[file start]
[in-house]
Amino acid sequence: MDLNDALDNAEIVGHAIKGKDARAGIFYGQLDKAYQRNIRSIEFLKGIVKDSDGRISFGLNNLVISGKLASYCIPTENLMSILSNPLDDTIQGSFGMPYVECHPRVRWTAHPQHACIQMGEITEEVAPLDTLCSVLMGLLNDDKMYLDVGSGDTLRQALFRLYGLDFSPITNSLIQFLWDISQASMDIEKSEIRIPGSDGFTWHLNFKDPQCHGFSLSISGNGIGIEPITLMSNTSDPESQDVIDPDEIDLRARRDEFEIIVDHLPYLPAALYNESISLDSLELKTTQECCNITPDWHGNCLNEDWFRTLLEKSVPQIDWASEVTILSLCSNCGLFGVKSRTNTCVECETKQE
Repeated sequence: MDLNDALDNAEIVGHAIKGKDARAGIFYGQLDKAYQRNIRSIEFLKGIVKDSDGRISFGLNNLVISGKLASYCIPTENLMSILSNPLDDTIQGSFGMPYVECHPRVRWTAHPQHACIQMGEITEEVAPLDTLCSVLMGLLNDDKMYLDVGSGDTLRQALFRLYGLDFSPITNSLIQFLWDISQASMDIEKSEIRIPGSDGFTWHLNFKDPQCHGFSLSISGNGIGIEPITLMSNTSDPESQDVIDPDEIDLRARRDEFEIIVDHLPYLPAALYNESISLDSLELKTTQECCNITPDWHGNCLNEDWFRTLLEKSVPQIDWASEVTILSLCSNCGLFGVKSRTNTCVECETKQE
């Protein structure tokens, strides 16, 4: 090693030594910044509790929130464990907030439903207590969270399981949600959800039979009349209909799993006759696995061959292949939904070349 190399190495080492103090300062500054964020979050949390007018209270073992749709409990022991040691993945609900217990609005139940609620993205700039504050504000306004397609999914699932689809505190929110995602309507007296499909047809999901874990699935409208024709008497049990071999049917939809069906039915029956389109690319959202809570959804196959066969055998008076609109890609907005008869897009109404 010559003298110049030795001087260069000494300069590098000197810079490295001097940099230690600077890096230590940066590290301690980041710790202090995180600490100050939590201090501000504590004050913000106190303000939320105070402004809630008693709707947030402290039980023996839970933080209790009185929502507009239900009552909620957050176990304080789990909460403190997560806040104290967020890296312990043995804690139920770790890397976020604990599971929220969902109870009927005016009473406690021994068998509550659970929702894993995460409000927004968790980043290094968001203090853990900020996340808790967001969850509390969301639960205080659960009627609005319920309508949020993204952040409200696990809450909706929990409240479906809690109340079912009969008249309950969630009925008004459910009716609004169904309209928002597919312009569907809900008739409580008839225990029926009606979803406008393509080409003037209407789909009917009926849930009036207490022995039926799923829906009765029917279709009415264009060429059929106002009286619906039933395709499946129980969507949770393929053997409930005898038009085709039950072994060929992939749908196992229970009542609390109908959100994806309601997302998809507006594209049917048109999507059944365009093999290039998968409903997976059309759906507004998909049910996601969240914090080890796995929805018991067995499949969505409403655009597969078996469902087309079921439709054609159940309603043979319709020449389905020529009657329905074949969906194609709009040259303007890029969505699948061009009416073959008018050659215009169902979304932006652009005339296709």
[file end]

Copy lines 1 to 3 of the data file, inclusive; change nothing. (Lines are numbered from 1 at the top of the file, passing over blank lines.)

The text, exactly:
[in-house]
Amino acid sequence: MDLNDALDNAEIVGHAIKGKDARAGIFYGQLDKAYQRNIRSIEFLKGIVKDSDGRISFGLNNLVISGKLASYCIPTENLMSILSNPLDDTIQGSFGMPYVECHPRVRWTAHPQHACIQMGEITEEVAPLDTLCSVLMGLLNDDKMYLDVGSGDTLRQALFRLYGLDFSPITNSLIQFLWDISQASMDIEKSEIRIPGSDGFTWHLNFKDPQCHGFSLSISGNGIGIEPITLMSNTSDPESQDVIDPDEIDLRARRDEFEIIVDHLPYLPAALYNESISLDSLELKTTQECCNITPDWHGNCLNEDWFRTLLEKSVPQIDWASEVTILSLCSNCGLFGVKSRTNTCVECETKQE
Repeated sequence: MDLNDALDNAEIVGHAIKGKDARAGIFYGQLDKAYQRNIRSIEFLKGIVKDSDGRISFGLNNLVISGKLASYCIPTENLMSILSNPLDDTIQGSFGMPYVECHPRVRWTAHPQHACIQMGEITEEVAPLDTLCSVLMGLLNDDKMYLDVGSGDTLRQALFRLYGLDFSPITNSLIQFLWDISQASMDIEKSEIRIPGSDGFTWHLNFKDPQCHGFSLSISGNGIGIEPITLMSNTSDPESQDVIDPDEIDLRARRDEFEIIVDHLPYLPAALYNESISLDSLELKTTQECCNITPDWHGNCLNEDWFRTLLEKSVPQIDWASEVTILSLCSNCGLFGVKSRTNTCVECETKQE